• Culture & Company Specifics: Your company’s culture (values, philosophies, work environment, etc.) and general details (i.e. profitability, investors, size, etc.).
  • Role Scope and Responsibility: The overall scope of responsibilities an individual in a given role would have the opportunity to take on (contributions, projects, leadership, etc.).
  • Individual Development and Role Potential: The combination of professional growth (responsibility and/or “upward mobility”) and personal development possible over time.
  • Compensation: Total package (salary, benefits, equity [if applicable], etc.).

Our approach, in this case, is based on the assumption that any given individual cares (to some extent) and/or is driven by at least one of these areas when considering an opportunity.  “Breaking it down” means taking time to list out the positives (particularly, ways in which your opportunity stands out from the competition) per focus area.  This is information that can be gained not only from your own experiences, but from the perspectives of others around you.

*Note: Also taking note of the weaknesses of your opportunity, or characteristics that could be perceived as “negatives” (particularly in comparison to similar opportunities elsewhere), can help serve a couple of additional purposes: educating you on where you stand in comparison to your competition/the market (especially when it comes to your employer brand), and helping to prepare you for future conversations with candidates.

It’s recommended that this step be approached using a visual aid – for example, a basic matrix such as this; where “application” refers to whether a given focus area applies to either your company, the specific role, or the team the role falls within (or some combination of the 3).

Recruiting Outreach - Charateristics of an Opportunity Step 2: Distill

Now that you’ve divided your opportunity into focus areas and broken down the details within each, it’s time to make use of this information.  In doing so, let’s remember our approach: our goal is to give ourselves the greatest odds of engaging a recipient’s interest, eliciting a response, and encouraging further conversation; and our hypothesis is that every person is motivated (to some extent) by at least one of our “focus areas” when considering an opportunity.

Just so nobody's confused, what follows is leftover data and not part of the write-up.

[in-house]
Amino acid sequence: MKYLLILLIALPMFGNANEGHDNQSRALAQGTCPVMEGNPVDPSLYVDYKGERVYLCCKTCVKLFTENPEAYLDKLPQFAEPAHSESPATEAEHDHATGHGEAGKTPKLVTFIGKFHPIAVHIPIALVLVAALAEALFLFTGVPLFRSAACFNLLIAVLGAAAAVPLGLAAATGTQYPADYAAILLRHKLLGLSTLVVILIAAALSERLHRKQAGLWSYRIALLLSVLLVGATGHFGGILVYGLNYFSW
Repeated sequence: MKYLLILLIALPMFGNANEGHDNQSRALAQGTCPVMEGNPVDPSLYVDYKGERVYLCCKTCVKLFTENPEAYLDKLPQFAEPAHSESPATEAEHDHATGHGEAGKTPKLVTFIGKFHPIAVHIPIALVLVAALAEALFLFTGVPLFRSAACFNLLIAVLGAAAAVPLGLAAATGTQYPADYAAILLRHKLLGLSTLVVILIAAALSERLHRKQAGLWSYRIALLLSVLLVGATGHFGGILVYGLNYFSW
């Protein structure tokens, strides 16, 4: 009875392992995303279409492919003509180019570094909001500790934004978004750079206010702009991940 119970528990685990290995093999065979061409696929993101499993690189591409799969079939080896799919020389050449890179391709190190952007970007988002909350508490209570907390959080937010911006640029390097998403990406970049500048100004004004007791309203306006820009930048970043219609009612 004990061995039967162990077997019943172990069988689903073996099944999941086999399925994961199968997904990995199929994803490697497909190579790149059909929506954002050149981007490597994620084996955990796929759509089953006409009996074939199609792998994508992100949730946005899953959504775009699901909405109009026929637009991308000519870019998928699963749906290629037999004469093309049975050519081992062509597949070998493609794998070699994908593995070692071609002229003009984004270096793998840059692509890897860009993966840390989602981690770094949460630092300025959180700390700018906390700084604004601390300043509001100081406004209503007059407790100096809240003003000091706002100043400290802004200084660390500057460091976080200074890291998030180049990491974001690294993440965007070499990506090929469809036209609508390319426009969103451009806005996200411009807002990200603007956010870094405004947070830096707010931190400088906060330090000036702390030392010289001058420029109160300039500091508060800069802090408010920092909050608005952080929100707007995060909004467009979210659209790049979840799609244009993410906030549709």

That said, take the information you’ve broken down and distill it (the positives, specifically) down into concise, to-the-point sentences that hit on each focus area.  It’s recommended that no more than 2 sentences per focus area be created in order to avoid becoming overly lengthy/verbose (some creativity may be in order, as far as phrasing goes, to accomplish this).  You’ll almost certainly have more information than you really need, given your situation.  This is OK!  Think critically about what the most important and/or valuable details are, based on your opportunity and target population.

*Note: Including compensation details in your outreach is a controversial topic, and may be a good or bad idea depending on the role, your target population/domain, and your company’s philosophies around compensation as a primary motivating factor.  It’s up to you to determine whether to do so or not.

Step 3: Organize & Refine

At this point, you’ve generated the bulk of your core content, and it’s time to put everything together in one well-rounded, cohesive message.  Don’t be afraid to take your time here; these are details that ought not to be overlooked.  Consider strategies such as reordering your content to establish a strong flow, adjusting phrasing and tone to reflect the character and personality of your company and yourself, and personalizing to the recipient (providing some indication of why you’re reaching out to that specific person and why they should be interested in what you’re representing).

An additional consideration during this stage would be, when rounding out your outreach message, adding a reference to your own personal story when applicable.  Prefacing certain included details with phrases like “I personally love how…” or “I came to <your company> because…” can go a long way in enhancing the effect of your message in a significant way.  Again, remember the human element!

Conclusion

If you’ve followed this guide to creating the content of your cold outreach messaging, you should likely have ended up with a strong, well-rounded message that not only tells the story of your company and the opportunity you’re representing; but also serves to appeal, in particular, to the types of people you want most.

Remember, however, that these are just guidelines.  This is simply just no one way to approach outreach.  As I always make sure to note: at the end of the day, recruiting and sourcing are human-centered and ever-evolving domains.  Find your voice, find what strategies and approaches work best for you, and keep your mind open to learning and adaptation.

Source on!

For more from James, read Cold Outreach Basics: Foundational Guidelines to Engage Passive Talent